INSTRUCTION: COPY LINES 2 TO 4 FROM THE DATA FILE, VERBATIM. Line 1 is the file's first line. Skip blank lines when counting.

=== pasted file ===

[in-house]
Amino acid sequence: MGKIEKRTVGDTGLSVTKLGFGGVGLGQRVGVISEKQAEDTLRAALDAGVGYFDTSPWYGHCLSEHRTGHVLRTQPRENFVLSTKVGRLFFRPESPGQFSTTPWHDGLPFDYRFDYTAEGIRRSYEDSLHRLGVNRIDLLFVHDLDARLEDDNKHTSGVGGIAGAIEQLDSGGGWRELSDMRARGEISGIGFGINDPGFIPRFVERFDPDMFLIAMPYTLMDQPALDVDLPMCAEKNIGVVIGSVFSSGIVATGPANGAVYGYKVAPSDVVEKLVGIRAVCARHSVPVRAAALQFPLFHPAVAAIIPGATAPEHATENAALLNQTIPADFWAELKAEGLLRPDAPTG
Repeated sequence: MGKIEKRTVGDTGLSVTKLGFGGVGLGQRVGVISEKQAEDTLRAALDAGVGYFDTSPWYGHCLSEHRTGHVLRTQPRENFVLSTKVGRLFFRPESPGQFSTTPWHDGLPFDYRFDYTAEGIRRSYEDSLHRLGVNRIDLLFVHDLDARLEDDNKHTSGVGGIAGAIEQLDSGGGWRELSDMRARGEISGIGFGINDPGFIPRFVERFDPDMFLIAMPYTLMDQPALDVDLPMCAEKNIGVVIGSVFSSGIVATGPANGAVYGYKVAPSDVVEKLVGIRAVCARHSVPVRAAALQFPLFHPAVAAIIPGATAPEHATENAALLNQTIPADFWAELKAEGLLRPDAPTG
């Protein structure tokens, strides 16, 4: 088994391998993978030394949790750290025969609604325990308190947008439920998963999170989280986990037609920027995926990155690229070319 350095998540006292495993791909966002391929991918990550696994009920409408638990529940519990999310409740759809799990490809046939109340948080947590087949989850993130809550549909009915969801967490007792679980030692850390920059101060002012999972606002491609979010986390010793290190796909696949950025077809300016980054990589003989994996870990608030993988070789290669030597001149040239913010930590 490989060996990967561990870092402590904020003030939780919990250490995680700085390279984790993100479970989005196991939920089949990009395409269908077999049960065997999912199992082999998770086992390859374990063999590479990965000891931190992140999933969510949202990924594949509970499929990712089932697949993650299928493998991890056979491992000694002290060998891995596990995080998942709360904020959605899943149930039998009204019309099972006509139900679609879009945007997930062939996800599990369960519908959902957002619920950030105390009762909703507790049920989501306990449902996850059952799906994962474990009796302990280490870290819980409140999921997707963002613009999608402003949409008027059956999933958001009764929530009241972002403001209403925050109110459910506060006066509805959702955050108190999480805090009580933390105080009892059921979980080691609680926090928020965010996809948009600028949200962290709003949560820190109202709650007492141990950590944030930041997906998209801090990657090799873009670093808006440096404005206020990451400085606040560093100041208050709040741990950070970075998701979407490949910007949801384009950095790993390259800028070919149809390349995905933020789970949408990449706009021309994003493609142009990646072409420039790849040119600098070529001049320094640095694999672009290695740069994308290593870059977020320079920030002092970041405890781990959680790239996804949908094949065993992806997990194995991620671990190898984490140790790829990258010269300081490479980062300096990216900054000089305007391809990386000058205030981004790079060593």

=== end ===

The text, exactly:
Amino acid sequence: MGKIEKRTVGDTGLSVTKLGFGGVGLGQRVGVISEKQAEDTLRAALDAGVGYFDTSPWYGHCLSEHRTGHVLRTQPRENFVLSTKVGRLFFRPESPGQFSTTPWHDGLPFDYRFDYTAEGIRRSYEDSLHRLGVNRIDLLFVHDLDARLEDDNKHTSGVGGIAGAIEQLDSGGGWRELSDMRARGEISGIGFGINDPGFIPRFVERFDPDMFLIAMPYTLMDQPALDVDLPMCAEKNIGVVIGSVFSSGIVATGPANGAVYGYKVAPSDVVEKLVGIRAVCARHSVPVRAAALQFPLFHPAVAAIIPGATAPEHATENAALLNQTIPADFWAELKAEGLLRPDAPTG
Repeated sequence: MGKIEKRTVGDTGLSVTKLGFGGVGLGQRVGVISEKQAEDTLRAALDAGVGYFDTSPWYGHCLSEHRTGHVLRTQPRENFVLSTKVGRLFFRPESPGQFSTTPWHDGLPFDYRFDYTAEGIRRSYEDSLHRLGVNRIDLLFVHDLDARLEDDNKHTSGVGGIAGAIEQLDSGGGWRELSDMRARGEISGIGFGINDPGFIPRFVERFDPDMFLIAMPYTLMDQPALDVDLPMCAEKNIGVVIGSVFSSGIVATGPANGAVYGYKVAPSDVVEKLVGIRAVCARHSVPVRAAALQFPLFHPAVAAIIPGATAPEHATENAALLNQTIPADFWAELKAEGLLRPDAPTG
């Protein structure tokens, strides 16, 4: 088994391998993978030394949790750290025969609604325990308190947008439920998963999170989280986990037609920027995926990155690229070319 350095998540006292495993791909966002391929991918990550696994009920409408638990529940519990999310409740759809799990490809046939109340948080947590087949989850993130809550549909009915969801967490007792679980030692850390920059101060002012999972606002491609979010986390010793290190796909696949950025077809300016980054990589003989994996870990608030993988070789290669030597001149040239913010930590 490989060996990967561990870092402590904020003030939780919990250490995680700085390279984790993100479970989005196991939920089949990009395409269908077999049960065997999912199992082999998770086992390859374990063999590479990965000891931190992140999933969510949202990924594949509970499929990712089932697949993650299928493998991890056979491992000694002290060998891995596990995080998942709360904020959605899943149930039998009204019309099972006509139900679609879009945007997930062939996800599990369960519908959902957002619920950030105390009762909703507790049920989501306990449902996850059952799906994962474990009796302990280490870290819980409140999921997707963002613009999608402003949409008027059956999933958001009764929530009241972002403001209403925050109110459910506060006066509805959702955050108190999480805090009580933390105080009892059921979980080691609680926090928020965010996809948009600028949200962290709003949560820190109202709650007492141990950590944030930041997906998209801090990657090799873009670093808006440096404005206020990451400085606040560093100041208050709040741990950070970075998701979407490949910007949801384009950095790993390259800028070919149809390349995905933020789970949408990449706009021309994003493609142009990646072409420039790849040119600098070529001049320094640095694999672009290695740069994308290593870059977020320079920030002092970041405890781990959680790239996804949908094949065993992806997990194995991620671990190898984490140790790829990258010269300081490479980062300096990216900054000089305007391809990386000058205030981004790079060593």